The claims co-operation defences succeeded in respect of both stock policy and the consequential loss policy actions. In this regard, the judge found that there were failures to provide documentation and information in relation to
the insured’s income tax returns;
cancelled or returned cheques; and
the names and addresses of the insured’s employees.
The judge also rejected the insured’s reliance on the decision in Jureidini as an answer to this defence.
THE COURT OF APPEAL JUDGMENT
The insured appealed to the Court of Appeal. The principal issues were
the Jureidini point and its effect on the insurers’ right to rely on the limitation and claims co-operation provisions in both policies;
issues concerning waiver and estoppel in relation to the insurers’ right to rely on limitation in the stock policy action; and
whether breaches of the claims co-operation provisions had been established.
By a unanimous judgment dated 5 October 2001 the Court of Appeal (Sharma, Hamel-Smith and Warner JJA) dismissed the insured’s appeal. The judgments of the Court of Appeal focussed principally on the Jureidini issue. The Court of Appeal held that neither the decision in Jureidini itself, nor orthodox contractual analysis, supported the insured’s contention that by alleging fraud, the insurers had precluded themselves from relying on the conditions of the policies by way of defence to the claims. The Court of Appeal regarded the issues of waiver and estoppel and of breach of the claims co-operation provisions as essentially raising questions of fact and in the result upheld the judge’s findings.
It will be convenient to consider the issues in the following order:
The correctness of the judge’s conclusion that the limitation provisions contained in the consequential loss policy were not incorporated in the contract.
The Jureidini question, viz whether the insurers’ assertion of fraud precludes them from relying on the limitation condition (i) in the stock policy and (ii) subject to the decision on (1) above, in the consequential loss policy, as well as on the claims co-operation conditions in both policies.
The question whether the insured has established the necessary ingredients for a successful plea of waiver or estoppel to defeat the limitation defence under the stock policy and, if it arises, under the consequential loss policy.
The question whether the insured’s challenge to the judge’s findings that there were breaches of the claims co-operation conditions in the stock policy and in the consequential loss policy ought to succeed.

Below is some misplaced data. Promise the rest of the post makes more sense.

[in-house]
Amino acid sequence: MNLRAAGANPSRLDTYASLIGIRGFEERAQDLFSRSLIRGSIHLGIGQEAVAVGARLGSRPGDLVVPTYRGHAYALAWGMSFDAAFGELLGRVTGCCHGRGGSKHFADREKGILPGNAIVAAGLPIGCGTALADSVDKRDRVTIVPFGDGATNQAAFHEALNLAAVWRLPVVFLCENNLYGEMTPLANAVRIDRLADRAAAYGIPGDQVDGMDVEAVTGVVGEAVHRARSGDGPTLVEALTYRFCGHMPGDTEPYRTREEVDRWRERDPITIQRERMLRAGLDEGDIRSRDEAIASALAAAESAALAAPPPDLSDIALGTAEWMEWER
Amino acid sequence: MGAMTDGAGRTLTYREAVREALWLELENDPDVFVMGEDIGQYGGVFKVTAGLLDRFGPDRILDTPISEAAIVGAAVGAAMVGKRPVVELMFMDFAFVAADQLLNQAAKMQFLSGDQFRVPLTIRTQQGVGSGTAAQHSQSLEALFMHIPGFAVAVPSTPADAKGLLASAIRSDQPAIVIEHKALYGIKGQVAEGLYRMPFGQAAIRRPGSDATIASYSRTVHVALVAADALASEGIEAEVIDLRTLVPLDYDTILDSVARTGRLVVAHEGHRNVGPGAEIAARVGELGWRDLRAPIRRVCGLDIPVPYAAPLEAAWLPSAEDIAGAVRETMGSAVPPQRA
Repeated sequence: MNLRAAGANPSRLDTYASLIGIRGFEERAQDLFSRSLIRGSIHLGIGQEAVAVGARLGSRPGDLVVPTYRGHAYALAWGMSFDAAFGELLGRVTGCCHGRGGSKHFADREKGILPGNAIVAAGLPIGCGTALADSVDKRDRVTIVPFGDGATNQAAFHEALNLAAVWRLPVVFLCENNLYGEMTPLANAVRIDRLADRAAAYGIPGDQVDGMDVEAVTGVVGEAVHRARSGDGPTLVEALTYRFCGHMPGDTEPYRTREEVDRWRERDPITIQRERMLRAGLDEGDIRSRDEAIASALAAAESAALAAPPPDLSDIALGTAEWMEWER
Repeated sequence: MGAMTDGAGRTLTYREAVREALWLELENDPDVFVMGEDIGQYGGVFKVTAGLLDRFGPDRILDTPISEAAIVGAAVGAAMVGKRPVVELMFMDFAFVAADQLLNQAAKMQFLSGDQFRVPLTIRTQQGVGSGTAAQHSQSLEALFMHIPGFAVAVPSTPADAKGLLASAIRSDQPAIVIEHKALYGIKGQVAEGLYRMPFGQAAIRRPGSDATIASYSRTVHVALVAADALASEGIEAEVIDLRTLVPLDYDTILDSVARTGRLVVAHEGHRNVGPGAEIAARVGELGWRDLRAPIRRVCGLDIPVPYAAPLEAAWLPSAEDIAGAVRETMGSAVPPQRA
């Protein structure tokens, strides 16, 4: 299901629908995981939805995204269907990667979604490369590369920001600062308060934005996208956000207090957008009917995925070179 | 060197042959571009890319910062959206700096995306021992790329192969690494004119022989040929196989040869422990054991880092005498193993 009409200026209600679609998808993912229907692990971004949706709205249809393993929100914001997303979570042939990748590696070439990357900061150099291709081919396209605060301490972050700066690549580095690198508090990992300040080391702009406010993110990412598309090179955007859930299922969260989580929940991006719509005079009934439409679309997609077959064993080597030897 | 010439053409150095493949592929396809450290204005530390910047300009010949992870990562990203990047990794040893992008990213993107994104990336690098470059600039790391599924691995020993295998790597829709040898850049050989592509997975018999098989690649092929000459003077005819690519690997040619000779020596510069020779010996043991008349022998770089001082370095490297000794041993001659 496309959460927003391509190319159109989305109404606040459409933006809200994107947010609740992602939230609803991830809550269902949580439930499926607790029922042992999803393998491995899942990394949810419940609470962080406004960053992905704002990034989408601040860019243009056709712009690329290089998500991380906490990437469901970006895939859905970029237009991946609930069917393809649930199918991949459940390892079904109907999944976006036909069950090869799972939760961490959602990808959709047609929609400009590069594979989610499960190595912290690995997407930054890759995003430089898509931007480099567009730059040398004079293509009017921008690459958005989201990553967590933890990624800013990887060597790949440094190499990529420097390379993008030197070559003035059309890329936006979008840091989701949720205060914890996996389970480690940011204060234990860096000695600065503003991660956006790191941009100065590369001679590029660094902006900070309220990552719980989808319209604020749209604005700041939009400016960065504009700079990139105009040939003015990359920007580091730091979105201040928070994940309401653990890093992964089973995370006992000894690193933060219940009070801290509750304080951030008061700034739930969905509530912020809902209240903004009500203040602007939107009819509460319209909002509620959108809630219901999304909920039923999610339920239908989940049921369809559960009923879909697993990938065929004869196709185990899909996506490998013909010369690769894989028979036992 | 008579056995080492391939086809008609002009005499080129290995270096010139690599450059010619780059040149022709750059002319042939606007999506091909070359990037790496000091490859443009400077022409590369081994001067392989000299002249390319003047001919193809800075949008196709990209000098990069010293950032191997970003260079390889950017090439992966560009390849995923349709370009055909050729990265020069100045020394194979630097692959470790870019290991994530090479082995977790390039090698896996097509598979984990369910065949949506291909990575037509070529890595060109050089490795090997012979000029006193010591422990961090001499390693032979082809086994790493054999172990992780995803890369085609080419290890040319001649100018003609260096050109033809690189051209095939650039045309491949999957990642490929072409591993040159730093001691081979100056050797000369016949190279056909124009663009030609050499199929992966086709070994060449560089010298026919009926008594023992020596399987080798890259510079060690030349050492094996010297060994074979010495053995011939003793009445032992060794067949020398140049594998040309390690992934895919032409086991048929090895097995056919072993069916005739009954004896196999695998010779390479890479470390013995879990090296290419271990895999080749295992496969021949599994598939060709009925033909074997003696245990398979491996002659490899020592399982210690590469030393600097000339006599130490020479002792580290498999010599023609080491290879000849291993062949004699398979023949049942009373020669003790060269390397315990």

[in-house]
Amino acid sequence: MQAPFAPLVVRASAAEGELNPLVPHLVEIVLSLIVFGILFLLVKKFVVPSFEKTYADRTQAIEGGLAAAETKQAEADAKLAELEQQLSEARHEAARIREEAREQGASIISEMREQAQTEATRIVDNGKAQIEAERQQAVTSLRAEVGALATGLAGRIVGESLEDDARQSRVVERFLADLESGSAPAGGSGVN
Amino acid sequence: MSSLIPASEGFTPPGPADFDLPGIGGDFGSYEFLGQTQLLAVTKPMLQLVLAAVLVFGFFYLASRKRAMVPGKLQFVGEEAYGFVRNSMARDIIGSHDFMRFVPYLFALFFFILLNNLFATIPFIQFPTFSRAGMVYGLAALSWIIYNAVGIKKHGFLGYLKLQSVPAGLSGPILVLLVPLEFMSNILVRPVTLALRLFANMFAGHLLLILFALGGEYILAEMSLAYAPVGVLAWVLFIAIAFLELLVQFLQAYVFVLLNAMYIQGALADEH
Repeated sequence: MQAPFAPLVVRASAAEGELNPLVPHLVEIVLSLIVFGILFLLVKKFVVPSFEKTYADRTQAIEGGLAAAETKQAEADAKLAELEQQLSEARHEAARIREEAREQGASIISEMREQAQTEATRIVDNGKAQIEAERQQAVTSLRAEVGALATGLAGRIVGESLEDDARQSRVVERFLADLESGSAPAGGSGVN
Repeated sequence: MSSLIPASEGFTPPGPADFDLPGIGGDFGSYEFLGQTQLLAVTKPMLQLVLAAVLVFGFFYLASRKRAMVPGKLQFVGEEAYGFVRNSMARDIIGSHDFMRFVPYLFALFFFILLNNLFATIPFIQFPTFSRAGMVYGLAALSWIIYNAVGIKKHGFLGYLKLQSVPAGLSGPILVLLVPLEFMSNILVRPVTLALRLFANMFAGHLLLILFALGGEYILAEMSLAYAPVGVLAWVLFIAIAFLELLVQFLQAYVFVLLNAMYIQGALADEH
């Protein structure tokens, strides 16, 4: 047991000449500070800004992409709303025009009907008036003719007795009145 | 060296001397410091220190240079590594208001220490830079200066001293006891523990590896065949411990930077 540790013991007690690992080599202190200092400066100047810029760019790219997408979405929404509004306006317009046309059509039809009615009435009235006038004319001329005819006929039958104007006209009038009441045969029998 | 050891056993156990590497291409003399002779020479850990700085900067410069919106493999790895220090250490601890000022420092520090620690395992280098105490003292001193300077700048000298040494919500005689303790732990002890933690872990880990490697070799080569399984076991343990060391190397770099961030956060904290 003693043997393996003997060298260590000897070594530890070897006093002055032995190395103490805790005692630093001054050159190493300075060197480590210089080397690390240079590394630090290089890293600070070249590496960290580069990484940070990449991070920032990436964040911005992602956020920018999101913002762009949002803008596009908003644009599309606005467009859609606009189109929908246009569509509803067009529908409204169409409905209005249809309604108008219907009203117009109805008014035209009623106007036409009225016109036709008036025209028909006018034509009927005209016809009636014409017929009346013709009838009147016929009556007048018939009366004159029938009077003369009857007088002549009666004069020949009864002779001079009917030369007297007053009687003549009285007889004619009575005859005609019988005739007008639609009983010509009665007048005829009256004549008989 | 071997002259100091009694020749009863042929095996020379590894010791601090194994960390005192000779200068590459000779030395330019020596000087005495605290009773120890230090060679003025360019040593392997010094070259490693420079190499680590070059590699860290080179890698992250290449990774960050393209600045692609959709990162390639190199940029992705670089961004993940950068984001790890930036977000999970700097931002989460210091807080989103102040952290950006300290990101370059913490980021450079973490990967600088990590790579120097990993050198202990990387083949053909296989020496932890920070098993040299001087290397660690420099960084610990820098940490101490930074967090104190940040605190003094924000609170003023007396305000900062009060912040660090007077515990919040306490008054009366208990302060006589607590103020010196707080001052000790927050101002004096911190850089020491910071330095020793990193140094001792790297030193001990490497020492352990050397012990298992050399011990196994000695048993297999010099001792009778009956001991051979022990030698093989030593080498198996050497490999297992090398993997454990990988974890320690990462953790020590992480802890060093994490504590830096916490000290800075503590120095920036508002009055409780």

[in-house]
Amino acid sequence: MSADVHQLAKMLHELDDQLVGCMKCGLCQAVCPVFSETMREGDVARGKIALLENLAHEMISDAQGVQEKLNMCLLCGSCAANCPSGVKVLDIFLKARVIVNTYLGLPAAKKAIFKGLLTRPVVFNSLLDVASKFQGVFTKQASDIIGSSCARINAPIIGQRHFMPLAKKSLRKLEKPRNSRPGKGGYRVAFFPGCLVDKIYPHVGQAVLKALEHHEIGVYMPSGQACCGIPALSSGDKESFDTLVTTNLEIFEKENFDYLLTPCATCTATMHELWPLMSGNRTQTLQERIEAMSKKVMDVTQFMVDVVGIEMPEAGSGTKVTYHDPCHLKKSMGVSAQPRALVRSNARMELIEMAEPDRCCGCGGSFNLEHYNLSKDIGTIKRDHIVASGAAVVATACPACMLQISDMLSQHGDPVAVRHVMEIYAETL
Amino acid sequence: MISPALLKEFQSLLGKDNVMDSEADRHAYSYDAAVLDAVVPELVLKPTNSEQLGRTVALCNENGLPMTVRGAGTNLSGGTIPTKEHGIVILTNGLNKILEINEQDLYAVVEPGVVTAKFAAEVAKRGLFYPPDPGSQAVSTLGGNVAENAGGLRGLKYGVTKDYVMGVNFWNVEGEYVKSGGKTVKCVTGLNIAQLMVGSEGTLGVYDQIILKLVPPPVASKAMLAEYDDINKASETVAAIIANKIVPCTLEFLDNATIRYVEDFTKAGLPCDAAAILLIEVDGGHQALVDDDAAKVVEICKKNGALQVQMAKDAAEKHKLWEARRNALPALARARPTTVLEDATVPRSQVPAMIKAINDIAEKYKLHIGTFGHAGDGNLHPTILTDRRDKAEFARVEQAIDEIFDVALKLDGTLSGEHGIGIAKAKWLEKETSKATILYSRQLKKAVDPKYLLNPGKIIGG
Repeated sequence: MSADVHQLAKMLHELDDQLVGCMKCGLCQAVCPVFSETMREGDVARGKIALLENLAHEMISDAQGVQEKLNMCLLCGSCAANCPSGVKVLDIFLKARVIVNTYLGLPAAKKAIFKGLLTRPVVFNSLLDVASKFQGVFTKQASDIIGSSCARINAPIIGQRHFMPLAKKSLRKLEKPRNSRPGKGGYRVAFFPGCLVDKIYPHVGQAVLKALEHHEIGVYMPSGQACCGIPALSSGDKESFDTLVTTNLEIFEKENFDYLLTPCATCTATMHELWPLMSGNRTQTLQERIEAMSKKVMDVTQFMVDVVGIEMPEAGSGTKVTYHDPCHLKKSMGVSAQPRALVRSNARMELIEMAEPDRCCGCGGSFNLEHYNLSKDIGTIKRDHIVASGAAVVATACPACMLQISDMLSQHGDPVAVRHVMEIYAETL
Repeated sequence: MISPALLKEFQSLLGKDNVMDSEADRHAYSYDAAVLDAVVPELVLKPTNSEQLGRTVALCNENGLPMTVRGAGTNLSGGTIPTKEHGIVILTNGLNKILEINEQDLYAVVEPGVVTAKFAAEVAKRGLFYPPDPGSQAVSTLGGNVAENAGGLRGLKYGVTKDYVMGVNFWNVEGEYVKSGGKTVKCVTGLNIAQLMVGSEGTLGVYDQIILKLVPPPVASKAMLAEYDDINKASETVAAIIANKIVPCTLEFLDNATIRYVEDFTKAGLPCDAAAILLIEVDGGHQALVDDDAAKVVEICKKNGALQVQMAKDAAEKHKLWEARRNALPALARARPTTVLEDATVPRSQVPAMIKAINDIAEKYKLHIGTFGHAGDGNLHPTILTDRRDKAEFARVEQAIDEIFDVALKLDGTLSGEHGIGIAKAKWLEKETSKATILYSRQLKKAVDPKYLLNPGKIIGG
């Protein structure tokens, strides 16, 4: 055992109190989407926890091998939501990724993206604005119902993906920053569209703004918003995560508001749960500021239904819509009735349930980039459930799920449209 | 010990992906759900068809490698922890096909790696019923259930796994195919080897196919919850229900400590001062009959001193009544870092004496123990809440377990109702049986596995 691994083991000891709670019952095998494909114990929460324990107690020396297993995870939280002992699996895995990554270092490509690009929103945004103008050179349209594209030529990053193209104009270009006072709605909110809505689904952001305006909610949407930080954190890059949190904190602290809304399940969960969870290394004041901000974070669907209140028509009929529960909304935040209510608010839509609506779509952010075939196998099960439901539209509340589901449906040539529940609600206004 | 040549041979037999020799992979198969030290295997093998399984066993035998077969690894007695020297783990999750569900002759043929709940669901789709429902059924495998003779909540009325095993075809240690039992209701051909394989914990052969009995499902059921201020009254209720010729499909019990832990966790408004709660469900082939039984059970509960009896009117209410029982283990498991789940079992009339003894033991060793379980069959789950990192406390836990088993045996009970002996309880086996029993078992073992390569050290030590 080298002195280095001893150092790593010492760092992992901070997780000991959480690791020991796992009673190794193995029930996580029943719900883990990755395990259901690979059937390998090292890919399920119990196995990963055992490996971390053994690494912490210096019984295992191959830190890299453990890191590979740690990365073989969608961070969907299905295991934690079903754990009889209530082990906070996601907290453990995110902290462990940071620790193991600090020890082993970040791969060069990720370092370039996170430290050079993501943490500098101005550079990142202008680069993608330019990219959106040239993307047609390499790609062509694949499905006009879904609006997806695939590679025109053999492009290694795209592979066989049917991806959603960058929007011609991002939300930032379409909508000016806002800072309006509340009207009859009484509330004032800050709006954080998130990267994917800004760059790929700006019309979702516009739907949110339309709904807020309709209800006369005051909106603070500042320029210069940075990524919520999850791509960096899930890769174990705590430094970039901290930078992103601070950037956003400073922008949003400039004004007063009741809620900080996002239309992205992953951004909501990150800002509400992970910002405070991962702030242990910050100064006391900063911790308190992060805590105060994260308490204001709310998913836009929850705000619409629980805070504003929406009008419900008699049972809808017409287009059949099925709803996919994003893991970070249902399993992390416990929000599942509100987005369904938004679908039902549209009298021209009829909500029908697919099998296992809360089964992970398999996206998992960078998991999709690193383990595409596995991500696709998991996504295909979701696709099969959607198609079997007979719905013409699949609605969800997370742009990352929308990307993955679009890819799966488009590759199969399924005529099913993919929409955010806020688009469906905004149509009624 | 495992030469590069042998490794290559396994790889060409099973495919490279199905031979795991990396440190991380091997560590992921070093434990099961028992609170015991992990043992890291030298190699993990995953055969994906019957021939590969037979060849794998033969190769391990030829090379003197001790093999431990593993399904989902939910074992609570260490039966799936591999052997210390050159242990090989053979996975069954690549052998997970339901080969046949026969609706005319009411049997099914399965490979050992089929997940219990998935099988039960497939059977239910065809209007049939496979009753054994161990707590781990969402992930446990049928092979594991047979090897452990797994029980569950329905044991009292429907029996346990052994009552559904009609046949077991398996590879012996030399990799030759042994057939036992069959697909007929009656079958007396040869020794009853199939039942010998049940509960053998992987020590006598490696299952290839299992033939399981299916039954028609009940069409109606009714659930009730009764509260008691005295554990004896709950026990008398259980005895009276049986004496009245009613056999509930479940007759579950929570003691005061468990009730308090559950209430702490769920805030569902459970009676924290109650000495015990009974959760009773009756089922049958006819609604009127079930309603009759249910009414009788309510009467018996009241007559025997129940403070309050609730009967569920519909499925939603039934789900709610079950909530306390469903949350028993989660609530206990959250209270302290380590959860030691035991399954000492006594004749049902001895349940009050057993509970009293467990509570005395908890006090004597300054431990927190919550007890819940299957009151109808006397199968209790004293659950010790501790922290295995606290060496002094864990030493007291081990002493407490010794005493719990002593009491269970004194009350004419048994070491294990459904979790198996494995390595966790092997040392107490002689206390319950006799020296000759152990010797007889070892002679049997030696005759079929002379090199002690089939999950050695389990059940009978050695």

THE INCORPORATION ISSUE
It is common ground that the consequential loss policy, which was in standard form, was prepared by the insured’s brokers. A copy of that policy was placed before the Board. It contains the relevant limitation provision, and in particular Condition 4 which provided for 30 days’ notice and Condition 5 which provided for a three-month limitation period running from the time of the rejection of a claim. It is common ground that a contract was concluded on the basis of the standard form. But at trial the judge was persuaded that Condition 4 and Condition 5 were not incorporated. Her reasoning was that in order to establish incorporation of the limitation provisions the insurers “must prove that the brokers knew about the condition upon which they [the insurers] now rely”. She concluded:
What the defendants have not shown in their attempt at agency, is that the conditions came to the knowledge of the brokers. Without that information, the knowledge cannot attach to the plaintiff at all. Insofar as [the consequential loss action] is concerned, the limitation point does not succeed.
On this point the judge wrongly adopted a subjective approach to the formation of the contract. The decisive fact is that the brokers, whatever they may have known, committed the insured to a contract on all the standard form terms of the consequential loss policy. They unquestionably had authority to do so. Conditions 4 and 5 were validly incorporated. The judge erred.
The Board has not overlooked the fact that this point was not a ground of appeal before the Court of Appeal. It should have been. But it is a pure question of law. In order to grapple with the real issues the Board has had to deal with it. It follows that the limitation defences under both policies must be considered.
THE JUREIDINI ISSUE